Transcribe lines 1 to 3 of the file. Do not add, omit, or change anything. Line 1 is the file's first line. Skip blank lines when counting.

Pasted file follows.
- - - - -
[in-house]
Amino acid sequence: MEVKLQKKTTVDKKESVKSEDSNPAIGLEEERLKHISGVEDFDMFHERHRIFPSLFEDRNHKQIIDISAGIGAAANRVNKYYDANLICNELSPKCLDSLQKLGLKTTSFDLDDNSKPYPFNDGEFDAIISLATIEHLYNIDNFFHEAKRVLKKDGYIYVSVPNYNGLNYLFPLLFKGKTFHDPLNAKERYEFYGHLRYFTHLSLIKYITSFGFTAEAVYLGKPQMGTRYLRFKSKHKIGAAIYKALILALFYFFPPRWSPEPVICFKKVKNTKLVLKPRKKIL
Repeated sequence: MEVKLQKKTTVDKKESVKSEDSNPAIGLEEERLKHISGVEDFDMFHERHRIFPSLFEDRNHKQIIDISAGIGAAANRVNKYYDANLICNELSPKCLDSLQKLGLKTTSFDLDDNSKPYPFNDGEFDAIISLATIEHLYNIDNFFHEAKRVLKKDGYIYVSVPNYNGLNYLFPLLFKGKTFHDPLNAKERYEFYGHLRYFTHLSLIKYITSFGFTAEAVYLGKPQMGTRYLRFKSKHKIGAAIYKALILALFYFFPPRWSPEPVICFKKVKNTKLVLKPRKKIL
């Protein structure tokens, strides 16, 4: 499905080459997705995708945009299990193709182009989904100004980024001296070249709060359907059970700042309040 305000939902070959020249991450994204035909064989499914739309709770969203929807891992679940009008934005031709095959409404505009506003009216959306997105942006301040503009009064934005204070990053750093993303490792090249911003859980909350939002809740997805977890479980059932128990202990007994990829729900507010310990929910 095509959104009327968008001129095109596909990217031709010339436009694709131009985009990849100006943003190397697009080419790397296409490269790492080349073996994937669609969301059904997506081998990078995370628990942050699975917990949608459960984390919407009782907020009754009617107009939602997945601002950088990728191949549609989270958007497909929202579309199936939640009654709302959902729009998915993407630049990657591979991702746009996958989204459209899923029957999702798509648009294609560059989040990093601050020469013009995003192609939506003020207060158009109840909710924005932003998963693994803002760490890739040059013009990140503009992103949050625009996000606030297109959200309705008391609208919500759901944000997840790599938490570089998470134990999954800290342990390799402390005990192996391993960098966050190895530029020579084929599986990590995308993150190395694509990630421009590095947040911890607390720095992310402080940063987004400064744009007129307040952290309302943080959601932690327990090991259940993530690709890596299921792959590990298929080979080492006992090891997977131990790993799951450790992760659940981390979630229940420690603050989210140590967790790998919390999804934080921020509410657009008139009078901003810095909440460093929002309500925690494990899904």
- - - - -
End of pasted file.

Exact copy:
[in-house]
Amino acid sequence: MEVKLQKKTTVDKKESVKSEDSNPAIGLEEERLKHISGVEDFDMFHERHRIFPSLFEDRNHKQIIDISAGIGAAANRVNKYYDANLICNELSPKCLDSLQKLGLKTTSFDLDDNSKPYPFNDGEFDAIISLATIEHLYNIDNFFHEAKRVLKKDGYIYVSVPNYNGLNYLFPLLFKGKTFHDPLNAKERYEFYGHLRYFTHLSLIKYITSFGFTAEAVYLGKPQMGTRYLRFKSKHKIGAAIYKALILALFYFFPPRWSPEPVICFKKVKNTKLVLKPRKKIL
Repeated sequence: MEVKLQKKTTVDKKESVKSEDSNPAIGLEEERLKHISGVEDFDMFHERHRIFPSLFEDRNHKQIIDISAGIGAAANRVNKYYDANLICNELSPKCLDSLQKLGLKTTSFDLDDNSKPYPFNDGEFDAIISLATIEHLYNIDNFFHEAKRVLKKDGYIYVSVPNYNGLNYLFPLLFKGKTFHDPLNAKERYEFYGHLRYFTHLSLIKYITSFGFTAEAVYLGKPQMGTRYLRFKSKHKIGAAIYKALILALFYFFPPRWSPEPVICFKKVKNTKLVLKPRKKIL